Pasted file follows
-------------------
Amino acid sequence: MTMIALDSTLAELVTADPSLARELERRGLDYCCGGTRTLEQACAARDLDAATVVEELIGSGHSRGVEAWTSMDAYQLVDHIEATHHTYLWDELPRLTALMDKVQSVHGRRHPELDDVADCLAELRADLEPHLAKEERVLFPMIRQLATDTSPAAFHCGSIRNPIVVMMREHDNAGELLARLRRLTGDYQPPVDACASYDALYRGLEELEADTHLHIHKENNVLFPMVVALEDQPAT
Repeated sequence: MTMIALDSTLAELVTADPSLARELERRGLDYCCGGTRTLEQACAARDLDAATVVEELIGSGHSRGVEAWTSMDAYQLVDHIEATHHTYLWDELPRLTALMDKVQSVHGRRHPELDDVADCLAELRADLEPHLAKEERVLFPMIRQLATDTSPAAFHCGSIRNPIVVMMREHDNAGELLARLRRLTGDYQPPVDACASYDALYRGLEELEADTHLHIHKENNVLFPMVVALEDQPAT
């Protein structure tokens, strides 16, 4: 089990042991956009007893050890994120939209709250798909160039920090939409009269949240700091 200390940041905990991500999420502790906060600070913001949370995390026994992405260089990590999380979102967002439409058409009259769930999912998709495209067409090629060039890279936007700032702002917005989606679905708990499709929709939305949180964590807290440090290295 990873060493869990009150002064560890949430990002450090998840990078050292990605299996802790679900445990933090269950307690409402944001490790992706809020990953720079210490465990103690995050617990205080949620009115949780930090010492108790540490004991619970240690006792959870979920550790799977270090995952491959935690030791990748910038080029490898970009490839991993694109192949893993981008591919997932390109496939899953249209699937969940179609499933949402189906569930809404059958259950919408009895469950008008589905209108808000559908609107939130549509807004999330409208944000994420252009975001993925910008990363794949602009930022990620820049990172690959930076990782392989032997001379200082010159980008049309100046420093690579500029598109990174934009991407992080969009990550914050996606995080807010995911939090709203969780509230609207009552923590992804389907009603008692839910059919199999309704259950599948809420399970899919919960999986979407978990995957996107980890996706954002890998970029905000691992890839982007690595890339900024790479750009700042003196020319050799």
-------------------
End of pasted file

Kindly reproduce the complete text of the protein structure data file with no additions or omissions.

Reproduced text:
Amino acid sequence: MTMIALDSTLAELVTADPSLARELERRGLDYCCGGTRTLEQACAARDLDAATVVEELIGSGHSRGVEAWTSMDAYQLVDHIEATHHTYLWDELPRLTALMDKVQSVHGRRHPELDDVADCLAELRADLEPHLAKEERVLFPMIRQLATDTSPAAFHCGSIRNPIVVMMREHDNAGELLARLRRLTGDYQPPVDACASYDALYRGLEELEADTHLHIHKENNVLFPMVVALEDQPAT
Repeated sequence: MTMIALDSTLAELVTADPSLARELERRGLDYCCGGTRTLEQACAARDLDAATVVEELIGSGHSRGVEAWTSMDAYQLVDHIEATHHTYLWDELPRLTALMDKVQSVHGRRHPELDDVADCLAELRADLEPHLAKEERVLFPMIRQLATDTSPAAFHCGSIRNPIVVMMREHDNAGELLARLRRLTGDYQPPVDACASYDALYRGLEELEADTHLHIHKENNVLFPMVVALEDQPAT
């Protein structure tokens, strides 16, 4: 089990042991956009007893050890994120939209709250798909160039920090939409009269949240700091 200390940041905990991500999420502790906060600070913001949370995390026994992405260089990590999380979102967002439409058409009259769930999912998709495209067409090629060039890279936007700032702002917005989606679905708990499709929709939305949180964590807290440090290295 990873060493869990009150002064560890949430990002450090998840990078050292990605299996802790679900445990933090269950307690409402944001490790992706809020990953720079210490465990103690995050617990205080949620009115949780930090010492108790540490004991619970240690006792959870979920550790799977270090995952491959935690030791990748910038080029490898970009490839991993694109192949893993981008591919997932390109496939899953249209699937969940179609499933949402189906569930809404059958259950919408009895469950008008589905209108808000559908609107939130549509807004999330409208944000994420252009975001993925910008990363794949602009930022990620820049990172690959930076990782392989032997001379200082010159980008049309100046420093690579500029598109990174934009991407992080969009990550914050996606995080807010995911939090709203969780509230609207009552923590992804389907009603008692839910059919199999309704259950599948809420399970899919919960999986979407978990995957996107980890996706954002890998970029905000691992890839982007690595890339900024790479750009700042003196020319050799």